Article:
The only step is to zip tie the enclosure to the bike as pictured:
Data Acquisition Photon
This Photon is easy to mount, but requires some additional work in regards to the hall effect sensor. First, mount the enclosure onto the bike as pictured:
Once the enclosure is mounted, take the wires and tape them to the frame, bundling them as you go. For superior looks and organization, one could braid the wires as so:
Run your wires towards the back of the bike. You should end with a hall effect sensor placement looking something like this:
Also seen in the photo is the magnet placement. For this project, we attempted to first use traditional bicycle spoke magnets, but found that they were not strong enough to trigger the hall effect sensor. The fix that we came up with was to use stronger, albeit uglier, magnets. The important detail in mounting the magnets is make sure that they are all equal distance from the center of the wheel, and are equally spaced along the turn of the wheel. We chose to use 4 magnets, but the code is designed so that a single variable controlling the number of magnets can be changed to customize the number of magnets used on the bicycle. The accuracy of the speedometer goes up the more magnets are present. However, keep in mind that the Photon can collect data no faster than it's clock speed (120MHz). The finished setup looked something like this:
At this point the entire assembly is finished. The finished product should look something like this:
In order to estimate the velocity of the bike, a discrete form of the derivative of position with respect to time is required. Velocity is estimated by the change in position divided by the change in time. To find the distance, the number of rotations of the wheel and the distance traveled per rotation of the wheel is used. The Hall Effect Sensor module and magnets mounted on the bike around the wheel are used to determine the number of rotations (number of passes of the magnet by the Hall Effect Sensor divided by the number of magnets) and a tape measure is used to determine the distance traveled for a rotation of the wheel. For every submission of data from the Hall Effect Sensor module to the Display module there is a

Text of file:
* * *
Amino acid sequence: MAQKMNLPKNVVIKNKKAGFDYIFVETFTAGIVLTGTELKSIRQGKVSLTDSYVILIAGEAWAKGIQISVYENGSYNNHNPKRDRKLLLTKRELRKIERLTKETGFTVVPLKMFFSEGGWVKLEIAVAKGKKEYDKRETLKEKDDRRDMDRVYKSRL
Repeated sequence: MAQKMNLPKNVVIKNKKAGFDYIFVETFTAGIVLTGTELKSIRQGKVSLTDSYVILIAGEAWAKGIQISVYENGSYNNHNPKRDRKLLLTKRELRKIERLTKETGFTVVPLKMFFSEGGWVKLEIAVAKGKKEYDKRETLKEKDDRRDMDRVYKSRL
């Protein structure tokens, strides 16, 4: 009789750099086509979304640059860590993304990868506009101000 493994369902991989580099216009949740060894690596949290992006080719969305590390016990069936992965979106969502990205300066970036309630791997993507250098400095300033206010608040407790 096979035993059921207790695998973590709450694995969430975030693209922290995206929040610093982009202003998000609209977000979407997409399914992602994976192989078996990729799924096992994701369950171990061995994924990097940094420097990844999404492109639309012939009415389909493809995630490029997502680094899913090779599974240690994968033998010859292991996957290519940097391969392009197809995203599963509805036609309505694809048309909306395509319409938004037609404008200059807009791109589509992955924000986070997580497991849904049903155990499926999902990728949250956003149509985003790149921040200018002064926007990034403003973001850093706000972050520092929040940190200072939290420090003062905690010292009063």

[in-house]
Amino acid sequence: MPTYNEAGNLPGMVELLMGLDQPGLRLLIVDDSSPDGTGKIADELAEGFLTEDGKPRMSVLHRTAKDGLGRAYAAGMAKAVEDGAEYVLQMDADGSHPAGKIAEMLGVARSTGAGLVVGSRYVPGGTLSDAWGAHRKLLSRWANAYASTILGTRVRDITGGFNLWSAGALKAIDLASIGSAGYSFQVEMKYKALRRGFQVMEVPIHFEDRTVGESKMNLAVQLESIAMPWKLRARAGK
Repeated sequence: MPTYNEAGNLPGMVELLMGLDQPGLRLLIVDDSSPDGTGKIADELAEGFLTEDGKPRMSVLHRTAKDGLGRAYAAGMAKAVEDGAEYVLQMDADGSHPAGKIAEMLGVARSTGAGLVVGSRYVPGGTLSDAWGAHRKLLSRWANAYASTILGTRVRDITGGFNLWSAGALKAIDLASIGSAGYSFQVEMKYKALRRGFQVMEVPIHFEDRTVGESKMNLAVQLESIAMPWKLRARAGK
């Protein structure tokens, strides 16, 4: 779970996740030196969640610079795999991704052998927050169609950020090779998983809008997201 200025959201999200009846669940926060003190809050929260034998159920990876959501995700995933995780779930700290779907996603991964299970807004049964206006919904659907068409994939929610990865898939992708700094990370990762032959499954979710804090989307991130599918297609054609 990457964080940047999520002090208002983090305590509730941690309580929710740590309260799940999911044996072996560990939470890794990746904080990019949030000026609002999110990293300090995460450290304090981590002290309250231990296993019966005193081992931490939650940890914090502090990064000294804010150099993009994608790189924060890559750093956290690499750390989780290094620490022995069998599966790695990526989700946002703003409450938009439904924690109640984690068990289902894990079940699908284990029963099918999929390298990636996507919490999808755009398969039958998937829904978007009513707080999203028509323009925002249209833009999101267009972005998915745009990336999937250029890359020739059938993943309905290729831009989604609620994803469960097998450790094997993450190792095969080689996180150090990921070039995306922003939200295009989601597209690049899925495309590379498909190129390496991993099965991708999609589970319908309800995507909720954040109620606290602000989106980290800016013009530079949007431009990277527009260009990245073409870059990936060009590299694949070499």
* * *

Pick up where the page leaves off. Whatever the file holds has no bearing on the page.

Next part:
3.3 second window of time for which the passes are observed. When the first pass within the
3.3 second window is detected (pass zero), a timer starts and adds up time between passes. The parameters used from the
3.3 second window to determine the average velocity are the number of passes after pass zero and the time between pass zero and the final pass. The velocity is calculated using the parameters listed above through the code here:
calculatedvelocity = ((simplefloat-(1))*(calibration/(magcount*timepass*5280*12/(3600*1000))));
// simplefloat - Number of Passes in 3.3 second window including pass zero
// calibration - Distance traveled per rotation of the wheel in Inches
// magcount - Number of Magnets on the Wheel
// timepass - time passed between pass zero and the final pass in milliseconds
// conversions - 12 inches in 1 foot
// 5280 feet in 1 mile
// 3600 seconds in 1 hour
// 1000 seconds in 1 millisecond
1 Line, 8 Comment Lines
For data submitted to the Thingspeak live charts, raw number of passes and the time window of
16.5 seconds (Thingspeak requires 15 seconds between data submissions) are used to determine the average velocity. The error times are considered insignificant due to the large time window for data submitted to Thingspeak.
Velocity is graphed live using a webhook integration to send particle publish data from the photon to Thingspeak. Using MATLAB, the velocity data is used to chart distance traveled, velocity, acceleration, and idle time. Distance traveled and acceleration are determined via discrete calculations of kinematic equations and using the assumption that unknown constants are zero. Idle time is the time for which the Hall Effect Sensor is turned on but there is no significant movement (speed less than 1 MPH). All of these charts for the device used for this project can be access publicly here: Thingspeak Graphs, Note: Sometimes Thingspeak does not load the MATLAB code correctly and returns an error, refreshing the page is required to fix this. Here is an example of the graphs page with data from testing on 11/09/2018: